Dear sisters and brothers in Christ,
The fragment of the Sermon on the Mount proclaimed this Sunday ends with the Lord’s exhortation to be perfect just as our heavenly Father is perfect.
In the moral code found in the Old Testament in Leviticus, we find a similar exhortation. God issues a command to his people: Be holy for I am holy.
Holiness is moral perfection. It does not consist in looking up to the heavens with nostalgia, forgetful of the temporal reality. We, Christians, are not of the world but we are in the world and, therefore, must commit ourselves to the transformation of the reality that surrounds us. Just as the Verb became flesh and dwelt among us, so our beautiful Catholic faith must be incarnate. It ought to manifest itself in our daily life, in the consistency of our actions, in our search for holiness, for moral perfection.
The love we have found in Jesus Christ is not a feeling. True love never is. It is an inner disposition to strive and work for good, to do good. It is realized and grows through our actions.
To be Christian is to have had an encounter with someone who is alive and gives a decisive orientation to our lives. Our faith is not a political program, neither an economic nor social one. It is not a philosophical system or a moral code. It is a relationship with God incarnate. Precisely because of that, it has practical and concrete consequences for political life and for economic and social relationships. From our relationship with Christ follows a moral code, because our faith must inform and transform all our relationships, every single dimension of our humanity.
It is evident that there is always the danger of ideologizing our faith. Among other things this consists in emphasizing those teachings that are personally less demanding to the detriment of other dimensions that may entail radical changes in my life. Pope Francis constantly warns us about this pitfall.
The Gospel is very demanding. The Lord encountered the cross. His disciples cannot be greater than the teacher. In our attempt to imitate Him we will also find the cross. It appears in our lives in many different ways. The Letter to the Hebrews encourages us in our struggle against our own personal sin reminding us that we have not yet shed blood, whereas Christ did.
It is also true that in their quest to be faithful, some have shed their blood for Christ. Throughout history, Christians have encountered and still encounter persecution, slander, scorn and other forms of martyrdom. However, the great saints never stopped in their efforts to love as God loves, even in the most extreme circumstances. Even then, they imitated the Lord who, as St. Peter says, when he was insulted did not respond with threats. They placed themselves in the hands of the Just Judge. Faced with violence, they opposed and still oppose the love of Christ, embodying the Beatitudes of the Sermon on the Mount.
Only a few days ago, while explaining the meaning of “Blessed the meek for they will inherit the earth,” Pope Francis pointed out that “the word meek literally means, sweet, smooth, gentle, non-violent. Meekness manifests itself in times of conflict, it can be seen by the way in which we react to a hostile situation. Anybody may seem meek when things are calm, but how does one react under pressure when one is attacked, offended or challenged?…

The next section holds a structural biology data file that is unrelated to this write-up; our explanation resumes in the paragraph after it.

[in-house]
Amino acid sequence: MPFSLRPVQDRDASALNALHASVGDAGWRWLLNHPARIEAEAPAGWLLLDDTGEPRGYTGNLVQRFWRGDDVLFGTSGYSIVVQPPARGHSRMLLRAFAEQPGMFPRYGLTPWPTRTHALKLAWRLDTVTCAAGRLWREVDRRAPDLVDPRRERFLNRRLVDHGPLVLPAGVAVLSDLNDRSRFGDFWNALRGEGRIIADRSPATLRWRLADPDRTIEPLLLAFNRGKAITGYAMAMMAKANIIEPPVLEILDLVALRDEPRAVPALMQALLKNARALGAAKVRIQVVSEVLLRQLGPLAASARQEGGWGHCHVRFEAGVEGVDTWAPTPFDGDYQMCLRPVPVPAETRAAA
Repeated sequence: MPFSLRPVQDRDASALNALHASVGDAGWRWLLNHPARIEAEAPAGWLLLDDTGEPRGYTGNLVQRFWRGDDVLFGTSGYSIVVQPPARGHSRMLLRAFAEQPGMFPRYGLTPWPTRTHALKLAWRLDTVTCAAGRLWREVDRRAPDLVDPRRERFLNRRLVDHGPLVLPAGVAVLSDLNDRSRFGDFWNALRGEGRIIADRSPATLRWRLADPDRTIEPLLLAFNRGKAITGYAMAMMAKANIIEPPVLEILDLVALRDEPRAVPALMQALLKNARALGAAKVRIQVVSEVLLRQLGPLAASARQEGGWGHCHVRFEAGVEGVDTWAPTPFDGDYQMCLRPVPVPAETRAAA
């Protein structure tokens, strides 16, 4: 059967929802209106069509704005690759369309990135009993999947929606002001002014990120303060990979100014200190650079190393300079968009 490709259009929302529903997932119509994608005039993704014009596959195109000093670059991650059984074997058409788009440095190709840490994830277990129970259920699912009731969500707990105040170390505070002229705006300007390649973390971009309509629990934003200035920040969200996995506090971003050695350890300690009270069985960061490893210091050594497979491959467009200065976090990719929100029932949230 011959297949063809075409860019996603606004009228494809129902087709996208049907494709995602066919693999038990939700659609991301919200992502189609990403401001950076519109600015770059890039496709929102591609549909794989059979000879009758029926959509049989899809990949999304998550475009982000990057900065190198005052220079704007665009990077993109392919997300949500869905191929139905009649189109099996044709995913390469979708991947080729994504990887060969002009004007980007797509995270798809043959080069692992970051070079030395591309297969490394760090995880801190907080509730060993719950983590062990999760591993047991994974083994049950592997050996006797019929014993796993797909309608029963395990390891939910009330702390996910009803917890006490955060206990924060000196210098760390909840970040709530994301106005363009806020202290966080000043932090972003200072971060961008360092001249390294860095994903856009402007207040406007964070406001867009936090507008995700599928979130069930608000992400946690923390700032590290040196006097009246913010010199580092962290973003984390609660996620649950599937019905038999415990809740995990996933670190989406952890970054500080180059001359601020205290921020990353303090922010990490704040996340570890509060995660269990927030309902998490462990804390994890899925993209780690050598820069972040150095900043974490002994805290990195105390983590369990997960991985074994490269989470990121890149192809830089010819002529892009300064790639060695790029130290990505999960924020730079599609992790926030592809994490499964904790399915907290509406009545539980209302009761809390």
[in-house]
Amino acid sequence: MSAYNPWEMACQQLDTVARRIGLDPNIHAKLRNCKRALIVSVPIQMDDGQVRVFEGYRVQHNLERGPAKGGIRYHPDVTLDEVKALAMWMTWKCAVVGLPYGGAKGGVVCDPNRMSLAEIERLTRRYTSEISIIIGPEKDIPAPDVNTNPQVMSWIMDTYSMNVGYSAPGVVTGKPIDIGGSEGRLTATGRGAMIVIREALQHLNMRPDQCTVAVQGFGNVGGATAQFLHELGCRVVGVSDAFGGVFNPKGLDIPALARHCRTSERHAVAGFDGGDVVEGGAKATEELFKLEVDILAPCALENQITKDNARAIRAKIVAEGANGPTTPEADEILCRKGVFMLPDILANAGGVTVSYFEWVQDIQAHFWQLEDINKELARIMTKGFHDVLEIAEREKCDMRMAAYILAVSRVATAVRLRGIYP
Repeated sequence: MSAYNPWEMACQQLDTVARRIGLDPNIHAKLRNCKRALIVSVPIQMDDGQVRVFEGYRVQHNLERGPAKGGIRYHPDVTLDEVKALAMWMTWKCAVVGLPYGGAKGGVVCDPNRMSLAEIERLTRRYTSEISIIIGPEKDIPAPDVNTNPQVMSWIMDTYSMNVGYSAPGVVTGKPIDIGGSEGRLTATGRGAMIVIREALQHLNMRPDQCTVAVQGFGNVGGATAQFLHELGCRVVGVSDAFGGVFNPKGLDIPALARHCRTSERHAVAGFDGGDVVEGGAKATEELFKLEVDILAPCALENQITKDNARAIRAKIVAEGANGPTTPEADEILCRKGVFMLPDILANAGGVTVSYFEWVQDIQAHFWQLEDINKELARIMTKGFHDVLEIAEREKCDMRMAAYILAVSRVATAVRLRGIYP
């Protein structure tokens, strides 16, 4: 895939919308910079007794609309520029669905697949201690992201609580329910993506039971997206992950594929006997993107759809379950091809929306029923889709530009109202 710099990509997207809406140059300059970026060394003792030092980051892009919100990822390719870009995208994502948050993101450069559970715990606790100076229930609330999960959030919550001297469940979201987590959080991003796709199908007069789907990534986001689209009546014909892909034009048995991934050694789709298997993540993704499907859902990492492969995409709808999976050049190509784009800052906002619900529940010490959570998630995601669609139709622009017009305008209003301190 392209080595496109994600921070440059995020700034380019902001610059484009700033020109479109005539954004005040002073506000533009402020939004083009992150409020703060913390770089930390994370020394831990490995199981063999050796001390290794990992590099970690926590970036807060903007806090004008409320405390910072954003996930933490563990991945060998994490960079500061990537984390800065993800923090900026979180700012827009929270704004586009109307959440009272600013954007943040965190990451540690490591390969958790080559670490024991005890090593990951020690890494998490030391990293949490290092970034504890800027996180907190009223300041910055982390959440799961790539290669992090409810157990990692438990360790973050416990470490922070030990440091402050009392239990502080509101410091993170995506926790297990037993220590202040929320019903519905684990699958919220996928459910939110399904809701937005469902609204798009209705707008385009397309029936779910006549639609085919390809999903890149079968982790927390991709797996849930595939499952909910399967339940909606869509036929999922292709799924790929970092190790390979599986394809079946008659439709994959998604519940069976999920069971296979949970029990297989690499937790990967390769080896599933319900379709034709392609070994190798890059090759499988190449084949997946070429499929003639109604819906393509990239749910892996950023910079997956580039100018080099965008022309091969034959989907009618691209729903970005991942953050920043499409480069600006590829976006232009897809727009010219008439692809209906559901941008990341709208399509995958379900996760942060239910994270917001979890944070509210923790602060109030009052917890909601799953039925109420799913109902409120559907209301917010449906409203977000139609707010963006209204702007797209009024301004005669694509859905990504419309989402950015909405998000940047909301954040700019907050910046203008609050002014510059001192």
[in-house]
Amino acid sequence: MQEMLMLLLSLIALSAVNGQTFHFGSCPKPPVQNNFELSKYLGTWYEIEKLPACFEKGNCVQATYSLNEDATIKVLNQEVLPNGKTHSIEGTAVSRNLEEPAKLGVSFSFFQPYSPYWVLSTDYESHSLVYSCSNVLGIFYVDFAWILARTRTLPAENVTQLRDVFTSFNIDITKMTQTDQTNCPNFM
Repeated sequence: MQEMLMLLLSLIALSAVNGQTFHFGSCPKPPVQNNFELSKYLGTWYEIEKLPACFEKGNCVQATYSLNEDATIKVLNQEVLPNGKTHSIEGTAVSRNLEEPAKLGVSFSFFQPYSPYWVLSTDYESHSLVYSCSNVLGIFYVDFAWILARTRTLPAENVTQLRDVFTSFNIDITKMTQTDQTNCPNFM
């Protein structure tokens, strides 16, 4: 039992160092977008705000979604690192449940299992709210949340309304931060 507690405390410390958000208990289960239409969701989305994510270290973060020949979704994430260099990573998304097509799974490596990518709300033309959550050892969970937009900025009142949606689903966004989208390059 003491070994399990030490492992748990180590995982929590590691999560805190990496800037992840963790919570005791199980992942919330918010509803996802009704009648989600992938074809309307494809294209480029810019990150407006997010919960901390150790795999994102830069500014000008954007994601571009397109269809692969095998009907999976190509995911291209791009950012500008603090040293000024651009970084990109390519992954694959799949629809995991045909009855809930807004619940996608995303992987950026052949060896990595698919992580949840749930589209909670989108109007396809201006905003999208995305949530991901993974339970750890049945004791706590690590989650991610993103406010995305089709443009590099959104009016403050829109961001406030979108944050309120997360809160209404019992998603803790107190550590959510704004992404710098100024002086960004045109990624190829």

In Scripture the word “meek” also designates a person who does not have any land and, therefore, we find curious the fact that this third Beatitude states that the meek will “inherit the earth.”
In truth, this Beatitude quotes Psalm 37. There too meekness and the possession of the earth are related. These two things, think about it, seem incompatible. In fact, possession of the earth is the typical domain of conflict. Oftentimes people fight for a territory, to gain the upper hand over a certain area. At war, the strongest one prevails and conquests other lands.
But notice the verb used to indicate the possessions of the meek. They do not conquer the earth. It does not say: Blessed are the meek for they will conquer the earth. Rather, they inherit. Blessed are the meek for they will inherit the earth. In Scripture, the verb “to inherit” has an even deeper meaning. The People of God calls the land of Israel “inheritance”, the land of the promise. That place on earth is a promise and a gift for the people of God. It becomes a sign of something much greater than the mere territory. There is an “earth”, allow me the play on words, that is heaven. In other words, the earth that we walk to is in fact that new heavens and the new earth towards which we journey.
Then, the meek is the one who “inherits” the most sublime of all territories. The meek is not a coward, or lazy who finds himself or herself in a comfortable morality to avoid problems. It has nothing to do with that! It is a person who has received an inheritance and does not wish to waste it. The meek is not a complacent person, but the disciple of Christ who has learnt to defend a very different land. The meek defends his or her peace, defends a relationship with God, the gifts received, gifts from God, defending mercy, fraternity, trust, hope.”
Clearly that meekness proclaimed blessed by the Lord is not inaction. Just as we do not seek suffering and the cross, but find them in our efforts to be faithful to Christ, so our meekness demands concrete acts of love even toward our enemies, or what is the same that we do good always and everywhere out of love for Him who not only is good, but is Goodness itself, who has loved us first and calls us to communion with Him in moral perfection, in holiness.
Fr. Roberto M. Cid